research paper on framework comparison.pdf

1 number of alternate variants which can be enabled

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1 Number of alternate variants which can be enabled by customization 7 1 Number of alternate variants which can be enabled by pure customisable 7 1 Number of alternate variants which can be enabled by mixed customisable 0 0 Figure 14: Summary of what can be customised
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Anton Gerdessen, Master thesis Page 42 of 78 Step 4, tool support Both frameworks of no tools support for editing configuration files. Step 5, ease of change The results for Spring per feature can be found in addendum H, the results for Blueprints in addendum I. The step type can hold two values: Enable the feature Change the feature Framework Spring Blueprints Number of configuration points 15 5 Number of enables paths 33 3 Average enable step length 1,06 1 Number of change paths 35 9 Average change step length 1,14 1,56 Figure 15: Summary ease of change Note that we no longer use the step type in these figures. We are no longer interested in if the steps are source code or configuration related. We are only interested in the step required to enable or change a features in general. We already identified these features as either pure customization or a mix of customization and source code before, this is no longer relevant for the ease of since all steps have to be performed. The averages are calculated by divided the total step length of all enable paths and divide them by the total number of enable paths. The same applies to the customization average. Where changing is considered anything with step type changing, thus ignoring the difference between customisation and modification. Essentially, we are determining the easy of change. We use this approach because due to the use of mixed steps, it becomes very hard to separate the two. Since the two terms are so related, we decided to leave them coupled and determine the easy of customization / modifiability. 7.3.2.1 Validation The Following data has been collected for validation: Spring Blueprints Comment 1 Lines of new code 5 1 Source code lines 0 1 Non source code lines 5 0 1 Time taken in minutes 5 10 In Spring this could be achieved via advice at the bean configuration xml, for blueprints this was an extra line of code in the request processor 1 Steps 1 1 2 Lines of new code 4 5 Source code lines 0 1 Non source code lines 4 4 2 Time taken in minutes 5 45 Blueprints required changes in two locations, web.xml and the templateServlet, the latter was hard to locate. Spring only required changes in the web.xml 2 Steps 1 2 Excluding the creation of the error page itself 3 Lines of new code 5 15 Excluding the mail sending code Source code lines 5 15 Non source code lines 0 0 3 Time taken in minutes 15 45 Locating the security concepts in both frameworks was relatively easy (SignonFilter, SignonAction) 3 Steps 1 2 For Blueprints, a subclass had to be created, because if we changed the code directly we would break the separation of concerns principle. In Spring, the singon class was purely for that purpose and could be changed Figure 16: Customisation validation sample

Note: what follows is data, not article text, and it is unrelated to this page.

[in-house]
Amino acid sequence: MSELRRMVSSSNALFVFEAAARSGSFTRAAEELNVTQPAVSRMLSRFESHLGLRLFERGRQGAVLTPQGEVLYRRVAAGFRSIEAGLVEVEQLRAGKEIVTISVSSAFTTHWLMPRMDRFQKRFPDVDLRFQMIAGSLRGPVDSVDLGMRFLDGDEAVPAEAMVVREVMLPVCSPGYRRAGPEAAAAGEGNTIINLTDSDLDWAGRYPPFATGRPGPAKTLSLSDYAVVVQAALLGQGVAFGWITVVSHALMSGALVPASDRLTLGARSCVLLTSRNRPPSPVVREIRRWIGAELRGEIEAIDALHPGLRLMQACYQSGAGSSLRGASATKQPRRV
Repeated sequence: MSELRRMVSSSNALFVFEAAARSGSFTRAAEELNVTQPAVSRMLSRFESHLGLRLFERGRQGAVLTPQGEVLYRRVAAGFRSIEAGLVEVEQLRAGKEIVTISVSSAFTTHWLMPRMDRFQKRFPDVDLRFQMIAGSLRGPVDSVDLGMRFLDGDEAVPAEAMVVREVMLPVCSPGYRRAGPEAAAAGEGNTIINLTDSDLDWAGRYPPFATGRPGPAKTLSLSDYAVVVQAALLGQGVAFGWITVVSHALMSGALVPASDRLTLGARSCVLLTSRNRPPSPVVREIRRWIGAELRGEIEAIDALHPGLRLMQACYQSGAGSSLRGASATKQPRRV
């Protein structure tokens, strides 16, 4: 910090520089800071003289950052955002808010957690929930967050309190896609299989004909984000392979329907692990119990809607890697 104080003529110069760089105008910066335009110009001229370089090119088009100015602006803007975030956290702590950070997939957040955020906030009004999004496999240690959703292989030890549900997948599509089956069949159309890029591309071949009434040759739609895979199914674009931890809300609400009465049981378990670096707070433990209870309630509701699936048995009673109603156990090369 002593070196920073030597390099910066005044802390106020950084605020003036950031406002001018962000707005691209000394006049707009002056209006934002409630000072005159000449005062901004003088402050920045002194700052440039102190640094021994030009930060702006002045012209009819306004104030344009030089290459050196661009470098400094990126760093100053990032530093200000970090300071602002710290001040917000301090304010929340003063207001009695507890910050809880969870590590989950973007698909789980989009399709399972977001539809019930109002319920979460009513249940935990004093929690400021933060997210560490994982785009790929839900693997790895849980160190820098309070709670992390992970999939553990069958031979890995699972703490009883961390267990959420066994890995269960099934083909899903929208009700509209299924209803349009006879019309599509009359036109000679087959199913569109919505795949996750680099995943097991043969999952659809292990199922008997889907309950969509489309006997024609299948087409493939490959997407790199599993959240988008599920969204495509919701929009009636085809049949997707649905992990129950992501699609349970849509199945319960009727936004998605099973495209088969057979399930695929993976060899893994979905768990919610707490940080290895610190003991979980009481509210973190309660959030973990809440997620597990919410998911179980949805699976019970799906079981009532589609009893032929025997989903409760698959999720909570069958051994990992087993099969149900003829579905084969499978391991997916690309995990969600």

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  • Winter '19
  • jollet
  • Domain-specific language, Domain-specific modeling, domain analysis, general-purpose programming language, Anton Gerdessen

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